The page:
# 28. Inflation Rate Laffer Curves#

## 28.1. Overview#

This lecture studies stationary and dynamic **Laffer curves** in the inflation tax rate in a non-linear version of the model studied in this lecture Money Financed Government Deficits and Price Levels.

This lecture uses the log-linear version of the demand function for money that [Cagan, 1956] used in his classic paper in place of the linear demand function used in this lecture Money Financed Government Deficits and Price Levels.

That change requires that we modify parts of our analysis.

In particular, our dynamic system is no longer linear in state variables.

Nevertheless, the economic logic underlying an analysis based on what we called ‘‘method 2’’ remains unchanged.

in this lecture we shall discover qualitatively similar outcomes to those that we studied in the lecture Money Financed Government Deficits and Price Levels.

That lecture presented a linear version of the model in this lecture.

As in that lecture, we discussed these topics:

an

**inflation tax**that a government gathers by printing paper or electronic moneya dynamic

**Laffer curve**in the inflation tax rate that has two stationary equilibriaperverse dynamics under rational expectations in which the system converges to the higher stationary inflation tax rate

a peculiar comparative stationary-state analysis connected with that stationary inflation rate that assert that inflation can be

**reduced**by running**higher**government deficits

These outcomes will set the stage for the analysis of this lecture Laffer Curves with Adaptive Expectations that studies a version of the present model that uses a version of “adaptive expectations” instead of rational expectations.

That lecture will show that

replacing rational expectations with adaptive expectations leaves the two stationary inflation rates unchanged, but that \(\ldots\)

it reverse the pervese dynamics by making the

**lower**stationary inflation rate the one to which the system typically convergesa more plausible comparative dynamic outcome emerges in which now inflation can be

**reduced**by running**lower**government deficits

## 28.2. The Model#

Let

\(m_t\) be the log of the money supply at the beginning of time \(t\)

\(p_t\) be the log of the price level at time \(t\)

The demand function for money is

where \(\alpha \geq 0\).

The law of motion of the money supply is

where \(g\) is the part of government expenditures financed by printing money.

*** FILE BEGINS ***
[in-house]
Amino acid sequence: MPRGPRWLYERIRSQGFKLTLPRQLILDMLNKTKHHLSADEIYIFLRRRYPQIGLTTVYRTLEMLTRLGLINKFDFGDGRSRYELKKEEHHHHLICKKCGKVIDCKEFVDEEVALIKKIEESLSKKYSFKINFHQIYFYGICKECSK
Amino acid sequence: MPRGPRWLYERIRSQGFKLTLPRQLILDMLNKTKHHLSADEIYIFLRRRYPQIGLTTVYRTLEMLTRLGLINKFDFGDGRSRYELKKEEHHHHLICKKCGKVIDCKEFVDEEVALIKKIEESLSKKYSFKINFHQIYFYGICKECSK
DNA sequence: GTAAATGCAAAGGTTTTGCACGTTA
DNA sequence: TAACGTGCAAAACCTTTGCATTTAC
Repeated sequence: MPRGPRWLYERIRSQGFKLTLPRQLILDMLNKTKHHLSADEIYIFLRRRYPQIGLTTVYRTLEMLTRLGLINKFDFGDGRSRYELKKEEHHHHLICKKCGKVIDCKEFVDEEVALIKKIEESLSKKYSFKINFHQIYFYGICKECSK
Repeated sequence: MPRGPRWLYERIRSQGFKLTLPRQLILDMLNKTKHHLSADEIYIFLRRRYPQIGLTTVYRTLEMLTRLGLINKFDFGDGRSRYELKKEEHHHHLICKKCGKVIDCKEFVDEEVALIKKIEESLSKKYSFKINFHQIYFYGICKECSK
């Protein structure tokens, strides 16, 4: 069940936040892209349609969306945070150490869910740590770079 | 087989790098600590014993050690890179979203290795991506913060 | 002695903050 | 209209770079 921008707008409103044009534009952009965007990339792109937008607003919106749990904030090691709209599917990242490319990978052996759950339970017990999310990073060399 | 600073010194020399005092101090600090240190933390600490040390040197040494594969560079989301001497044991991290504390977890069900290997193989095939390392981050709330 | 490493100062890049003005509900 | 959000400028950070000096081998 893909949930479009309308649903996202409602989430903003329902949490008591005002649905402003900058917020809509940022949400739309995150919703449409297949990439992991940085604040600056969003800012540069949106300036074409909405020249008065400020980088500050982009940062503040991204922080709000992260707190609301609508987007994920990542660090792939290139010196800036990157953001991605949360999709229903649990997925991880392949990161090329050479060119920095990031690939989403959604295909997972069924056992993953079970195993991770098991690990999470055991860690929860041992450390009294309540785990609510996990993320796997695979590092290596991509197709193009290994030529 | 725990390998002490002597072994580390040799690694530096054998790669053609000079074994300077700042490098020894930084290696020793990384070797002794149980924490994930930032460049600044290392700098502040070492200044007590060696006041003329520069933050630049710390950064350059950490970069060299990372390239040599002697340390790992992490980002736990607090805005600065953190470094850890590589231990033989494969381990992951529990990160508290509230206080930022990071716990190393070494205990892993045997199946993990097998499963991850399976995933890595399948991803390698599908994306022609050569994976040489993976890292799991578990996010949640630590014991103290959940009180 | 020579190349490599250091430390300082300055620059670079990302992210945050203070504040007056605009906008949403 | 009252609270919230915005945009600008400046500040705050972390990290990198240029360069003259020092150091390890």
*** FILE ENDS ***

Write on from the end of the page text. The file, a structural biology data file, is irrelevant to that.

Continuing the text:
**Remark:** Please notice that while equation (28.1) is linear in logs of the money supply and price level, equation (28.2) is linear in levels. This will require adapting the equilibrium computation methods that we deployed in Money Financed Government Deficits and Price Levels.

## 28.3. Computing An Equilibrium Sequence#

We’ll deploy a method similar to **Method 2** used in Money Financed Government Deficits and Price Levels.

We’ll take the time \(t\) state vector to be \(m_t, p_t\).

we’ll treat \(m_t\) as a ‘‘natural state variable’’ and \(p_t\) as a ‘‘jump’’ variable.

Let

Let’s rewrite equations (28.2) and (28.1), respectively, as

and

We’ll summarize our algorithm with the following pseudo-code.

**Pseudo-code**

start for \(m_0, p_0\) at time \(t =0\)

solve (28.3) for \(m_{t+1}\)

solve (28.4) for \(p_{t+1} = \lambda^{-1} p_t + (1 - \lambda^{-1}) m_{t+1}\)

compute \(\pi_t = p_{t+1} - p_t\) and \(\mu_t = m_{t+1} - m_t \)

iterate on \(t\) to convergence of \(\pi_t \rightarrow \overline \pi\) and \(\mu_t \rightarrow \overline \mu\)

It will turn out that

if they exist, limiting values \(\overline \pi\) and \(\overline \mu\) will be equal

if limiting values exists, there are two possible limiting values, one high, one low

for almost all initial log price levels \(p_0\), the limiting \(\overline \pi = \overline \mu\) is the higher value

for each of the two possible limiting values \(\bar \pi\) ,there is a unique initial log price level \(p_0\) that implies that \(\pi_t = \mu_t = \bar \mu\) for all \(t \geq 0\)

this unique initial log price level solves \(\log(\exp(m_0) + g \exp(p_0)) - p_0 = - \alpha \bar \pi \)

the preceding equation for \(p_0\) comes from \(m_1 - p_0 = - \alpha \bar \pi\)